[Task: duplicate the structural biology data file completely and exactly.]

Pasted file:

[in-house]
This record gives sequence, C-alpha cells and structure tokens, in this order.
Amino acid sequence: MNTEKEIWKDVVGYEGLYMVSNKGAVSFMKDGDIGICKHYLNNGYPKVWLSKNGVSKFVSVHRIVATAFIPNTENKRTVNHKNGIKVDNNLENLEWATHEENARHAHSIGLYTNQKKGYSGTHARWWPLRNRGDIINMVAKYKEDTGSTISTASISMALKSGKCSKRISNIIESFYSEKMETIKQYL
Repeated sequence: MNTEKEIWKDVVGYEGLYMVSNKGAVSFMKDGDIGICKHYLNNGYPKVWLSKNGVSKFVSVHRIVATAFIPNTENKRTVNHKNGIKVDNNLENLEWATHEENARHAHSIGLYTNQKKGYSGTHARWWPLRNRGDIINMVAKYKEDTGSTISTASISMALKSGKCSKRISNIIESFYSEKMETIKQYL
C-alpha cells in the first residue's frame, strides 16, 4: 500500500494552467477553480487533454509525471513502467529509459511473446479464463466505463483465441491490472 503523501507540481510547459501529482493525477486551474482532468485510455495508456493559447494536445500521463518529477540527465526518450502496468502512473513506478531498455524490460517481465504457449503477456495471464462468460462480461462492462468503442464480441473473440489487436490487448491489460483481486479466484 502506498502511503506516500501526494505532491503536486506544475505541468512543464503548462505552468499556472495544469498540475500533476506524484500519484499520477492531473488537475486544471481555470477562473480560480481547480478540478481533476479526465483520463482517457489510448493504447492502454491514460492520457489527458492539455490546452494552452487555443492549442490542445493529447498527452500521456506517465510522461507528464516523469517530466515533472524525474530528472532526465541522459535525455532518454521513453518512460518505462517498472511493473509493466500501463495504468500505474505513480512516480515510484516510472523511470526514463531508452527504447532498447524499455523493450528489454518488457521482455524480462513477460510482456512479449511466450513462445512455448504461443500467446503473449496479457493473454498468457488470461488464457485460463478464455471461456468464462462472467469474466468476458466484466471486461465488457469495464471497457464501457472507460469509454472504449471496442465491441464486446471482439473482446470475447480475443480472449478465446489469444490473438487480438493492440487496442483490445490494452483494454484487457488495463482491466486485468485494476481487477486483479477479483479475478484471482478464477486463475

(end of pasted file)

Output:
[in-house]
This record gives sequence, C-alpha cells and structure tokens, in this order.
Amino acid sequence: MNTEKEIWKDVVGYEGLYMVSNKGAVSFMKDGDIGICKHYLNNGYPKVWLSKNGVSKFVSVHRIVATAFIPNTENKRTVNHKNGIKVDNNLENLEWATHEENARHAHSIGLYTNQKKGYSGTHARWWPLRNRGDIINMVAKYKEDTGSTISTASISMALKSGKCSKRISNIIESFYSEKMETIKQYL
Repeated sequence: MNTEKEIWKDVVGYEGLYMVSNKGAVSFMKDGDIGICKHYLNNGYPKVWLSKNGVSKFVSVHRIVATAFIPNTENKRTVNHKNGIKVDNNLENLEWATHEENARHAHSIGLYTNQKKGYSGTHARWWPLRNRGDIINMVAKYKEDTGSTISTASISMALKSGKCSKRISNIIESFYSEKMETIKQYL
C-alpha cells in the first residue's frame, strides 16, 4: 500500500494552467477553480487533454509525471513502467529509459511473446479464463466505463483465441491490472 503523501507540481510547459501529482493525477486551474482532468485510455495508456493559447494536445500521463518529477540527465526518450502496468502512473513506478531498455524490460517481465504457449503477456495471464462468460462480461462492462468503442464480441473473440489487436490487448491489460483481486479466484 502506498502511503506516500501526494505532491503536486506544475505541468512543464503548462505552468499556472495544469498540475500533476506524484500519484499520477492531473488537475486544471481555470477562473480560480481547480478540478481533476479526465483520463482517457489510448493504447492502454491514460492520457489527458492539455490546452494552452487555443492549442490542445493529447498527452500521456506517465510522461507528464516523469517530466515533472524525474530528472532526465541522459535525455532518454521513453518512460518505462517498472511493473509493466500501463495504468500505474505513480512516480515510484516510472523511470526514463531508452527504447532498447524499455523493450528489454518488457521482455524480462513477460510482456512479449511466450513462445512455448504461443500467446503473449496479457493473454498468457488470461488464457485460463478464455471461456468464462462472467469474466468476458466484466471486461465488457469495464471497457464501457472507460469509454472504449471496442465491441464486446471482439473482446470475447480475443480472449478465446489469444490473438487480438493492440487496442483490445490494452483494454484487457488495463482491466486485468485494476481487477486483479477479483479475478484471482478464477486463475